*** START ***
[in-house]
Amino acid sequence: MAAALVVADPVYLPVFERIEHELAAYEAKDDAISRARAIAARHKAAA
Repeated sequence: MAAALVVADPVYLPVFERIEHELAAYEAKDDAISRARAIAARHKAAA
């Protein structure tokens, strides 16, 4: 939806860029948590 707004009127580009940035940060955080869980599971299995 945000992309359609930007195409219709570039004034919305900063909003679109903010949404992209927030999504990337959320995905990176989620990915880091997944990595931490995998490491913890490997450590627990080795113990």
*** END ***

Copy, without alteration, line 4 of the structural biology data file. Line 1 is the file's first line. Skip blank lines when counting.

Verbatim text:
């Protein structure tokens, strides 16, 4: 939806860029948590 707004009127580009940035940060955080869980599971299995 945000992309359609930007195409219709570039004034919305900063909003679109903010949404992209927030999504990337959320995905990176989620990915880091997944990595931490995998490491913890490997450590627990080795113990």